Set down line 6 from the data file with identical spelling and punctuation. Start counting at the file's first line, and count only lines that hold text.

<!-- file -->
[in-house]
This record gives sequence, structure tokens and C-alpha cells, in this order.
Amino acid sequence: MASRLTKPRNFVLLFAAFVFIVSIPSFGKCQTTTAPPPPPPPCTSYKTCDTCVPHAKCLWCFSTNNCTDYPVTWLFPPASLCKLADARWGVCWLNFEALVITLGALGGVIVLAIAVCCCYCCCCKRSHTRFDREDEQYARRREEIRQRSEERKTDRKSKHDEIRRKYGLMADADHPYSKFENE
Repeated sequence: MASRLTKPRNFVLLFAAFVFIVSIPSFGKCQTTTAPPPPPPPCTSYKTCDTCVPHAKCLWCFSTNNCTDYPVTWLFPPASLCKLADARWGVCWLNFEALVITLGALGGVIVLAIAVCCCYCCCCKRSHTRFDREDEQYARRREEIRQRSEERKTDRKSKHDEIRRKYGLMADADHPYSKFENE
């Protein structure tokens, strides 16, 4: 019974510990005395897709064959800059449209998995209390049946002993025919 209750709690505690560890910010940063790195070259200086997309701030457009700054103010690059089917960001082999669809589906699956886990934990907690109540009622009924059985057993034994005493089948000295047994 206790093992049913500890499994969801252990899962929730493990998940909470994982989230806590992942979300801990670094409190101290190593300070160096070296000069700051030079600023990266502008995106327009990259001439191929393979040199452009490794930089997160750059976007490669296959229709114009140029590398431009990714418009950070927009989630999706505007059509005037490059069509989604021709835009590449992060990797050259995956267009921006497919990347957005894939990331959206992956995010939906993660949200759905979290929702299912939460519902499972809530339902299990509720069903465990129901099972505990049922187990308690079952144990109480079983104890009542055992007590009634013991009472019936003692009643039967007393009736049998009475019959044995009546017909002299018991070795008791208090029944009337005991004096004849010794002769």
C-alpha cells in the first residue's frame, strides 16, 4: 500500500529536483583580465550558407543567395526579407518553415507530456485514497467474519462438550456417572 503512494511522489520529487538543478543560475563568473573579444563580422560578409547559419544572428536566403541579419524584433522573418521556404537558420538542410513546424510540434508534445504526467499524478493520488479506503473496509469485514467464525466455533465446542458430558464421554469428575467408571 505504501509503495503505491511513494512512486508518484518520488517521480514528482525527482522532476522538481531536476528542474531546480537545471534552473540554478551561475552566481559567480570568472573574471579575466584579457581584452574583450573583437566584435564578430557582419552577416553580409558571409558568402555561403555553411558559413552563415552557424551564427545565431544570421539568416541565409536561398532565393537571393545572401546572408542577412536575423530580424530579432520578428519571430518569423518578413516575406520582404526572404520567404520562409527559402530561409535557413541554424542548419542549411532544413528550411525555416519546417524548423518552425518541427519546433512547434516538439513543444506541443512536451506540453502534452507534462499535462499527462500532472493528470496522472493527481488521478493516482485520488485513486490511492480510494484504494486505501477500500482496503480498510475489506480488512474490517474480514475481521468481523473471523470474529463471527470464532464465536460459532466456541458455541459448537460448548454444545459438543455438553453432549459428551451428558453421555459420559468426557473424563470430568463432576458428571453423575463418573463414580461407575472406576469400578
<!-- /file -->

C-alpha cells in the first residue's frame, strides 16, 4: 500500500529536483583580465550558407543567395526579407518553415507530456485514497467474519462438550456417572 503512494511522489520529487538543478543560475563568473573579444563580422560578409547559419544572428536566403541579419524584433522573418521556404537558420538542410513546424510540434508534445504526467499524478493520488479506503473496509469485514467464525466455533465446542458430558464421554469428575467408571 505504501509503495503505491511513494512512486508518484518520488517521480514528482525527482522532476522538481531536476528542474531546480537545471534552473540554478551561475552566481559567480570568472573574471579575466584579457581584452574583450573583437566584435564578430557582419552577416553580409558571409558568402555561403555553411558559413552563415552557424551564427545565431544570421539568416541565409536561398532565393537571393545572401546572408542577412536575423530580424530579432520578428519571430518569423518578413516575406520582404526572404520567404520562409527559402530561409535557413541554424542548419542549411532544413528550411525555416519546417524548423518552425518541427519546433512547434516538439513543444506541443512536451506540453502534452507534462499535462499527462500532472493528470496522472493527481488521478493516482485520488485513486490511492480510494484504494486505501477500500482496503480498510475489506480488512474490517474480514475481521468481523473471523470474529463471527470464532464465536460459532466456541458455541459448537460448548454444545459438543455438553453432549459428551451428558453421555459420559468426557473424563470430568463432576458428571453423575463418573463414580461407575472406576469400578